Unit 731

Available in paperback and eBook formats from Amazon.


*1st Edition published in Signed, Limited Hardback Edition by DarkFuse.

Back Cover Copy:

Luke Benson is a troubled young man obsessed with the history of Imperial Japan's Epidemic Prevention and Water Purification Department, later known as “Unit 731,” a covert biological and chemical warfare research and development department that undertook lethal human experimentation.

But is it a veil to mask his more sinister passions? Reggie and Luke's sole-surviving family members are about to find out. When bad memories surface and deeds long forgotten come to light, Luke's obsession will shake their family to its core.

The family's only hope is to face the evil within themselves...only then might the good that men do shine from the darkness.

One Chapter Sample:

The Memory of Blood

I asked the doctor who was about to administer lumbar anaesthesia if he wasn't going to disinfect the point of injection. ‘What are you talking about? We're going to kill him,’ he replied.” 
“It is scary. It's outrageous to murder a person. Yet it's far worse to forget that you've done it.” 
—from Ken Yuasa's firsthand account of war crimes committed under the auspices of Imperial Japan's “Epidemic Prevention and Water Purification Department,” later known as Unit 731.


Sleep's a long-distance journey when you get old. You have to plan it, draw up a mental list. You're going to need toilet stops. Your legs go numb and your hips, your back and neck. They ache and get
sticky and rusty and sometimes hurt like a bastard, even though all you did was sleep.
            Reggie Ellison drove nearly four hundred miles when he was a younger man and stopped just the once for a piss. Back then, you didn't have to wear a seat belt in a car. You could smoke at the movies if you wanted. Now? He was lucky to get an hour without worrying he'd wake up with piss-stinking pajamas.
            He muttered to himself a fair bit, too. His house was old, like him. Nothing grand about it. Used to be council. Good walls, shitty wallpaper. Streetlights outside were bright enough to find his way to the toilet.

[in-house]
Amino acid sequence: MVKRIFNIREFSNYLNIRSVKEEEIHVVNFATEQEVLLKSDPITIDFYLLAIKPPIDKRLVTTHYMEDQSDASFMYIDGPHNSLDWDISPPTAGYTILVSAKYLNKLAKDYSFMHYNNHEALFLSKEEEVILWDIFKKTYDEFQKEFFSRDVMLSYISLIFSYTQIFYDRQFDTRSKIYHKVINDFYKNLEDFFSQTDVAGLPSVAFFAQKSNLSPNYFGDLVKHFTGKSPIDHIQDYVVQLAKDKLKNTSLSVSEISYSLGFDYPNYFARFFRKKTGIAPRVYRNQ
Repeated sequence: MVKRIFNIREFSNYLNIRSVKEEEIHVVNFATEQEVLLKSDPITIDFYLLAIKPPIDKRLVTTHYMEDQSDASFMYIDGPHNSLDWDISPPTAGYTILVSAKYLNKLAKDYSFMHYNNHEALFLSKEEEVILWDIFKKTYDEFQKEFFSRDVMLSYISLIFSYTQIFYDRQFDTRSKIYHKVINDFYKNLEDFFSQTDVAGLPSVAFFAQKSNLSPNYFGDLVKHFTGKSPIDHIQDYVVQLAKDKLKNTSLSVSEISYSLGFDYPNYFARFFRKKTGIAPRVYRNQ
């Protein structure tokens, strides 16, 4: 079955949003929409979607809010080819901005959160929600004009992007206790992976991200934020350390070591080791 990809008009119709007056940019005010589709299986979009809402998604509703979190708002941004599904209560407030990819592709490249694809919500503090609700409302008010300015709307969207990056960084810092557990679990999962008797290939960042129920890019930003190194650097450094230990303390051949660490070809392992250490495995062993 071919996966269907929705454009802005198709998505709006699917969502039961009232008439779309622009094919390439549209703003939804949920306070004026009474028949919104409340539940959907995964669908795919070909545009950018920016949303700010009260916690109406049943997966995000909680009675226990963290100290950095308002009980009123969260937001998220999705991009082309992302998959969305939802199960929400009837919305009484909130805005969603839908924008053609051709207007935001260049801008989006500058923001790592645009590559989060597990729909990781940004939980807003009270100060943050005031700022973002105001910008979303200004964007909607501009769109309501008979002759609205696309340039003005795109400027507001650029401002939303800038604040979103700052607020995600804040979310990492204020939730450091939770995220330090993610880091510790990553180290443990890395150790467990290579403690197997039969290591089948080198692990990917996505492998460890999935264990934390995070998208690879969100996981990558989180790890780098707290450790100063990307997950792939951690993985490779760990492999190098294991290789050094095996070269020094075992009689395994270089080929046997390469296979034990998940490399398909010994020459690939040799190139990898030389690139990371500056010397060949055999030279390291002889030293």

He muttered now, grunted a little, too, as he swung his legs over the side of the bed, checked the clock (2:35 a.m., the red light on his digital clock still, the colon between the numbers blinking cheerily) and began to massage his leg. Even getting out of bed needed a warm-up, these days.
            Eighty-three years old. Eighty-three.
            A hard walk down the corridor for a small splatter in the toilet bowl, a bit of swearing while he arched his back, and a dribble to finish. Reggie went back to his bedroom in the glow from the street lamps that came through the windows, softened further by net curtains. Couldn't abide the old bastards and biddies down the road watching his every move. Though Peggy...she was...limber.
            “Silly bastard,” he told himself. He couldn't remember the last time he'd had a hard-on, and she was his friend's wife, at that. Bill was dead, but there was right and wrong, and that was that.
            Luke, his great-grandson, slept sound behind his ever-closed door.
            Were we any different in our day? John? God rest him. David? Sue?
            Reggie put his bony old arse on the bed, the springs popping despite there hardly being anything to him, then hefted his legs into bed and tried to get his head comfortable.
            Downstairs, at the front door, Luke didn't move at all until he was sure the old man was snoring. Only then did he open the door and head out for the night.


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